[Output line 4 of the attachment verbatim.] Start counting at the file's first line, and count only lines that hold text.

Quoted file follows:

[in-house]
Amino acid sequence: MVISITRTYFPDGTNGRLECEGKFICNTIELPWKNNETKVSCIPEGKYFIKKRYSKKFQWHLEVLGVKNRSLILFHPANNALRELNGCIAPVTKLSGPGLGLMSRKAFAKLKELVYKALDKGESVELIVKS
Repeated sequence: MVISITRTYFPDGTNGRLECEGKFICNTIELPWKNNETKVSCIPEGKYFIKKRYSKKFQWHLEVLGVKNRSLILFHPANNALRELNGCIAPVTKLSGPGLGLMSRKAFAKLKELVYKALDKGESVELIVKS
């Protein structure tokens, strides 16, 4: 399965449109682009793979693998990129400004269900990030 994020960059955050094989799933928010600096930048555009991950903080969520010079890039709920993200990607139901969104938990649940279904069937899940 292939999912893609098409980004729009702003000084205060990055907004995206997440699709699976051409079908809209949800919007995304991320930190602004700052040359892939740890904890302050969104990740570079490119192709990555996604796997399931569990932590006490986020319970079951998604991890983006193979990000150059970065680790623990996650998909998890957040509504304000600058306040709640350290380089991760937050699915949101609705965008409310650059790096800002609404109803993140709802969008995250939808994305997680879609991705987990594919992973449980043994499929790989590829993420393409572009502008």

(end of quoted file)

């Protein structure tokens, strides 16, 4: 399965449109682009793979693998990129400004269900990030 994020960059955050094989799933928010600096930048555009991950903080969520010079890039709920993200990607139901969104938990649940279904069937899940 292939999912893609098409980004729009702003000084205060990055907004995206997440699709699976051409079908809209949800919007995304991320930190602004700052040359892939740890904890302050969104990740570079490119192709990555996604796997399931569990932590006490986020319970079951998604991890983006193979990000150059970065680790623990996650998909998890957040509504304000600058306040709640350290380089991760937050699915949101609705965008409310650059790096800002609404109803993140709802969008995250939808994305997680879609991705987990594919992973449980043994499929790989590829993420393409572009502008």